Common Software Selection Mistakes
Problems with choosing software can begin before the process even gets underway if you make these mistakes:
Not Understanding Your Needs
Lack of Knowledge
Software that doesn’t change with your business will need to be updated or replaced as the company grows. It’s easy to get distracted by programs with the latest features or be won over by sales pitches that promise dazzling functionality, but even the best program is useless if you have to get rid of it after six months.
Can You Trust Your Vendor?
In the software selection process, wariness is a virtue. Advisers and vendors often have their own motives, whether it’s generating a commission or increasing profits. This leads to bias toward particular products whether or not those products are actually going to help you.
Do Your Research
Look into the type of software that you need before contacting any potential vendors. Find out who has relevant solutions, and seek out peer reviews of those products. Be cautious about anonymous reviews or high numbers of glowing recommendations with similar wording; the authors may be associated with the software company. Narrow down your search further by eliminating potential vendors that lack reliable credentials or certifications.
Once you have a list of vendors, contact them and ask as many questions as necessary in order to feel satisfied that their product is the right choice for your business. Find out more about the story behind their product, its development process and how they implement it. Ask how long it typically takes to get problems fixed and how often programs are updated to deal with serious glitches.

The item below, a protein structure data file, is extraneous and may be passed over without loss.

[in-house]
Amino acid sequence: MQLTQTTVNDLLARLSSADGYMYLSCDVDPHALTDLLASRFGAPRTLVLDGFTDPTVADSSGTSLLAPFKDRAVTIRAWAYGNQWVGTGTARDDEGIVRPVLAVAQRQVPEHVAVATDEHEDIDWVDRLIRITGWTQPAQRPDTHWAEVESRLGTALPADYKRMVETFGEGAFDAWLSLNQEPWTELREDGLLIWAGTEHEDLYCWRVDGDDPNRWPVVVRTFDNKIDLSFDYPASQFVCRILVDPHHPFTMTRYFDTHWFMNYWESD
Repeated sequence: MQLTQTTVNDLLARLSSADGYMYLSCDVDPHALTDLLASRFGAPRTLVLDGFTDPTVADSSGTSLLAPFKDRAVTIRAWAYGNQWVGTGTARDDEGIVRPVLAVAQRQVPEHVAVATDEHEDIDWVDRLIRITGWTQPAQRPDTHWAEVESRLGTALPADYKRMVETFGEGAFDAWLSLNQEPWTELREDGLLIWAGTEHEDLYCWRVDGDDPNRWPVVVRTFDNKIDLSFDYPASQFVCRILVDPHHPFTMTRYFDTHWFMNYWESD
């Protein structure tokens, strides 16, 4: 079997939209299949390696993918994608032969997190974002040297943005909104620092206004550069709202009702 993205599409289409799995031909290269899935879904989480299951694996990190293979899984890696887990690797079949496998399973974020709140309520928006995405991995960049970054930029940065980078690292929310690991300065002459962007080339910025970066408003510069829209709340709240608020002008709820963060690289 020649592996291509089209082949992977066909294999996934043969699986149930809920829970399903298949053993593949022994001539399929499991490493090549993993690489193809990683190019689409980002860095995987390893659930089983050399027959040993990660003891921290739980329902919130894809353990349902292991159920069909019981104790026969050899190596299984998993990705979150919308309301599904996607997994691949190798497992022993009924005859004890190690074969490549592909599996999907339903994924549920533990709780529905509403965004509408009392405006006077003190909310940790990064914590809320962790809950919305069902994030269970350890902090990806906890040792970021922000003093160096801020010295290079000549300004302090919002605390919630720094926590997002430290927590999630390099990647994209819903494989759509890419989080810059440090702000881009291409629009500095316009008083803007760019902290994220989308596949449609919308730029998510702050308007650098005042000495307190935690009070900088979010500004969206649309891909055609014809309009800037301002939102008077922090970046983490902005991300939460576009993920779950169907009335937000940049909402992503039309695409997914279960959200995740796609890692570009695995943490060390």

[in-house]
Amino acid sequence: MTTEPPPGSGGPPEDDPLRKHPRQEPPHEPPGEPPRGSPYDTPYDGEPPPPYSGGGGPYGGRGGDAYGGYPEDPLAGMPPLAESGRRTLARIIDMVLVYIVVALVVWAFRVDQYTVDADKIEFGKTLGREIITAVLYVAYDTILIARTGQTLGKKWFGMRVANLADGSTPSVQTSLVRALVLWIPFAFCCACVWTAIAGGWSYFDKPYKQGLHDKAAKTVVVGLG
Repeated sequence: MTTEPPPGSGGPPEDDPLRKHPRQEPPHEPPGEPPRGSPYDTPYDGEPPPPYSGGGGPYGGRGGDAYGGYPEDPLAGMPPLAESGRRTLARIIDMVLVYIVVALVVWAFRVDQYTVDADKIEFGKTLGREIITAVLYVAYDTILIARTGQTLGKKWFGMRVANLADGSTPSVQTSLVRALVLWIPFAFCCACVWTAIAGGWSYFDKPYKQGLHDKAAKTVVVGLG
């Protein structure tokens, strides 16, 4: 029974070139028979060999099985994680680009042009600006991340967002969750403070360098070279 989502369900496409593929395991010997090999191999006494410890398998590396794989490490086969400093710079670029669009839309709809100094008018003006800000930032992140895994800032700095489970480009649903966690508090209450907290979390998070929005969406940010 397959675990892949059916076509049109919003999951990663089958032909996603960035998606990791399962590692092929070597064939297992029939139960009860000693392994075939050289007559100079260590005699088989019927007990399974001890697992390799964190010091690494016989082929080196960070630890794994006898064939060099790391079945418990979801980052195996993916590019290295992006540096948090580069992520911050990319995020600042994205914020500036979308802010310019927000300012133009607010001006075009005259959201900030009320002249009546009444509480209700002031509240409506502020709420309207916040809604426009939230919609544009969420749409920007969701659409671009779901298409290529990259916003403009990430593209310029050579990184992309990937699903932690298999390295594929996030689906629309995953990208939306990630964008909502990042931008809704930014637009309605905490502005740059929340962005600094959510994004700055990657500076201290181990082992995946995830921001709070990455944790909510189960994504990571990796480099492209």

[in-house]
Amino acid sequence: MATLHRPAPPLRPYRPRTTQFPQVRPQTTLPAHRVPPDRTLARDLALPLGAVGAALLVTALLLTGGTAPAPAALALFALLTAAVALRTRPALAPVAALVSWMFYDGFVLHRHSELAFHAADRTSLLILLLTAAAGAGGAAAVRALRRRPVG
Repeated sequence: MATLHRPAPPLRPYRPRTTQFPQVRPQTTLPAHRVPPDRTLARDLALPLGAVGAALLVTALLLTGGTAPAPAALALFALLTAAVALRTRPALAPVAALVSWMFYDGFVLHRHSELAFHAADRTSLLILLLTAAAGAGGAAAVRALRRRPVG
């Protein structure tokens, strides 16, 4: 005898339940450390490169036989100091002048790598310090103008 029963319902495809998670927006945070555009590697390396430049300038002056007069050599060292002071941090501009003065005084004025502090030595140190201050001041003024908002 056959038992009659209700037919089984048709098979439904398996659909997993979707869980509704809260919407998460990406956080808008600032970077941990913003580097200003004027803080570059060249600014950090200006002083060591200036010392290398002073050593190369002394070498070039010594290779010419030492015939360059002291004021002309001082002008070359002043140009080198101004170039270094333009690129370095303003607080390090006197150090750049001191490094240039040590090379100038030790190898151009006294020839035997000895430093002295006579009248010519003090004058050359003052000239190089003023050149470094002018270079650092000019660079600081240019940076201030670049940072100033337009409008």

A Selection Process You Can Rely On
Objectivity is hard to come by in the world of software merchants, but it’s essential if you want to wind up with software that does more than generate another sale for a persistent vendor. To improve your selection process, keep in mind that:
• Input from employees can be valuable but may be influenced by personal preference or past experiences.
• Software that can’t be tested before implementation will likely be more trouble than it’s worth.
• A vendor must have the staff and expertise necessary to support your company’s use of their software.
Your focus when choosing software should always be on what’s best for your business. Take the time to do your homework, get unbiased advice if you can find it and make decisions based on what’s going to help the company the most as it moves forward.